The Sebi ruling stated that rather than being a straightforward transaction as the Notices are projecting, the Company’s investment in ADF through Zemo “appears to be a dubious modus operandi chosen by the Notices to siphon off Company’s assets. SEBI bans former Chandamama owners from capital market for 1 year

The forensic auditors claim that the FCCB funds—which are supposed to be used for advancing commercial activity through foreign acquisitions, investments in joint ventures, or subsidiaries—were improperly transferred to provide loans to businesses in which Jajodia had a direct financial interest. Such loan is forbidden by Reserve Bank of India (RBI) regulations.Sebi begins review to define what constitutes a free float | Mint

The company’s alleged business, for which the funds were received, seemed to be a hoax built using phony receipts and uncashed checks. The investigative audit discovered that most of the transactions used to account for the usage of funds were false ones using shell firms.

According to the forensic audit report, which was cited in the Sebi order, “regarding the Audited Balance Sheets of The Company, it become discovered that the forensic audit of the books of bills for the years 2010–2011, 2011–2012,And 2012–2013 had been tested in detail, and the reputation of sales, purchases, returns, reserves, and surpluses had been non-existent.

The ledger copies were used to create simple adjustment entries for sales returns. Despite being recorded on the books, sales to foreign customers appeared to be nonexistent (based on certain samples). Geodesic Technology Solutions Limited (GTSL), a subsidiary of the corporation, never received any of the creditors’ checks, and therefore had no fixed assets.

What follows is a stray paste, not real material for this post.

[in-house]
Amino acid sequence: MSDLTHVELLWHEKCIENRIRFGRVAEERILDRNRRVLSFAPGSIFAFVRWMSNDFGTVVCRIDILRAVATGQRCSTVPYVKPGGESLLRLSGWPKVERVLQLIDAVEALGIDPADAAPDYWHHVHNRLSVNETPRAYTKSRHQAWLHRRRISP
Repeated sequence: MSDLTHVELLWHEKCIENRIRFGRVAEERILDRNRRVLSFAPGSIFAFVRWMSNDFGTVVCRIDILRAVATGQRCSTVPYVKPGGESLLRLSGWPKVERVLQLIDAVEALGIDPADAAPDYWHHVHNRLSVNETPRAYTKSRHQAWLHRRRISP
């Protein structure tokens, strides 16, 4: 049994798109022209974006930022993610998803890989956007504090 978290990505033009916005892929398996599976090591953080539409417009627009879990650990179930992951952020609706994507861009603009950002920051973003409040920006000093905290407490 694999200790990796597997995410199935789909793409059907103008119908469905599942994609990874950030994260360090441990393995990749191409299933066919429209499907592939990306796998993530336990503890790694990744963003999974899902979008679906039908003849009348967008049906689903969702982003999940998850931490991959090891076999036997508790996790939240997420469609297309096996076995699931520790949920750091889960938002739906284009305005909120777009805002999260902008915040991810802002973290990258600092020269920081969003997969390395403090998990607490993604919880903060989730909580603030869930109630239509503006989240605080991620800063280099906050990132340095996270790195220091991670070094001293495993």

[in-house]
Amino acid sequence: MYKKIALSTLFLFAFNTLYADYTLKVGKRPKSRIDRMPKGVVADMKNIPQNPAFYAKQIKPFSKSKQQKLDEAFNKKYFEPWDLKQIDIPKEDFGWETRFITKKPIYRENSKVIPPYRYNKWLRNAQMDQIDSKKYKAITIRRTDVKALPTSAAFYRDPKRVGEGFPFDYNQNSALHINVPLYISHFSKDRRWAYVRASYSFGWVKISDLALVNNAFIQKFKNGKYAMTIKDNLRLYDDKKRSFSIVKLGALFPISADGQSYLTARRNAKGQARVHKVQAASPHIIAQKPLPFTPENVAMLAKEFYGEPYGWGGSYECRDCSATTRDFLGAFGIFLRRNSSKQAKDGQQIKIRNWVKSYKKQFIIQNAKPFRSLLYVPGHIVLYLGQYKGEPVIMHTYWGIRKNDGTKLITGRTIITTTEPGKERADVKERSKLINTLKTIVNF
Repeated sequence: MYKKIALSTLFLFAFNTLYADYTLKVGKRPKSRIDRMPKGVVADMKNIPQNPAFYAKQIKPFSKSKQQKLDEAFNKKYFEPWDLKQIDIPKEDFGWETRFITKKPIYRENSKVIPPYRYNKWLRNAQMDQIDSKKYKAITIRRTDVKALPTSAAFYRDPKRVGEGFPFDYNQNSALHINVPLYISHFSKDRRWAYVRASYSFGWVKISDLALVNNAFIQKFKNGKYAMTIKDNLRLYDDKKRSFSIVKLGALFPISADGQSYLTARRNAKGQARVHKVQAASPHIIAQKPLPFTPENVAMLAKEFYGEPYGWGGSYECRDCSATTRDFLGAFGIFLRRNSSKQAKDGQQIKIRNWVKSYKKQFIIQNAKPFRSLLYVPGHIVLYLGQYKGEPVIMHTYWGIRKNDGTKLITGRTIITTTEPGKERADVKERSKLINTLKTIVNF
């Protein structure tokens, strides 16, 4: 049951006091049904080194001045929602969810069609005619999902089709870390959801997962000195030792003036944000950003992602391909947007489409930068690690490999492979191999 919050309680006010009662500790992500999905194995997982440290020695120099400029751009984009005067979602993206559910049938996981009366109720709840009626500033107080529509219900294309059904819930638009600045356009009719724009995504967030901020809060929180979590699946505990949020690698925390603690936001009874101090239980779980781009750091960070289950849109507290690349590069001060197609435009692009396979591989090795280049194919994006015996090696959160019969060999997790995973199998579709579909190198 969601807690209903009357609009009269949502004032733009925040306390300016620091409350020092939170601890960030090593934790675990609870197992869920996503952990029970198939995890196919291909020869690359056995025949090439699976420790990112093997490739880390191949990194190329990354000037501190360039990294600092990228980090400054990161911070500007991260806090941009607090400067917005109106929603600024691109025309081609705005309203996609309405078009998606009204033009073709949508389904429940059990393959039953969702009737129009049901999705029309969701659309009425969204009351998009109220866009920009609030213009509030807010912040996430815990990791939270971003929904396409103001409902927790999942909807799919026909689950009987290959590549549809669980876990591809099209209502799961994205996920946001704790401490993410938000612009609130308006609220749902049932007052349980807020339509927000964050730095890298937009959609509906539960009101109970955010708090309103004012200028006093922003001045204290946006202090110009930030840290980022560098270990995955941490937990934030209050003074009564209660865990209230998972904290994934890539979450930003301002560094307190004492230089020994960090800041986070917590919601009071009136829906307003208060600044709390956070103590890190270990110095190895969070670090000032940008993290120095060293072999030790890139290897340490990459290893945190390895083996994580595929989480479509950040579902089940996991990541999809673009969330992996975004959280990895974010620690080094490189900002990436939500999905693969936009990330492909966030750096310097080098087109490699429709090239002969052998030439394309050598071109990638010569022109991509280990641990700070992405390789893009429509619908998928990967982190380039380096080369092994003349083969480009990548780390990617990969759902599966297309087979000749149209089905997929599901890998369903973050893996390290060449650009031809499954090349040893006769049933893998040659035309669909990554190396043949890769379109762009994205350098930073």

There were large inter-corporate deposits made, but these were written off. The company’s recorded debtors turned discovered to be sham corporations. Vendors who charged a lot of money for software turned out to be phony businesses. Finally, because the sales booked were reversed, no reserves or surpluses were established.

According to a supplementary show cause notice, the monies were moved to other businesses in which Jajodia or his family members had a stake by paying fictitious/mule firms as suppliers and through other round-tripping/layered transactions (SCN). Two individuals testified during the Sebi inquiry that they had been introduced to Mulekar through Jajodia to produce phony bills in exchange for a commission. The six firms that issued the bills would get money from GL, and they would distribute it to other parties as directed by Jajodia.₹1,000 करोड़ गायब! SEBI ने चंदामामा मैगजीन के पूर्व मालिकों को शेयर बाजार से 1 साल के लिए किया बैन - 125 million dollar gone Sebi bans former owners of Chandamama from

While these transactions seemed to be vendor payments, the forensic auditor also saw that GL conducted financial transfers to businesses associated with Jajodia, even though these transfers appeared to have no apparent business purpose.   Both the statutory auditor’s report and the books of accounts did not contain any information on the specifics of these transactions.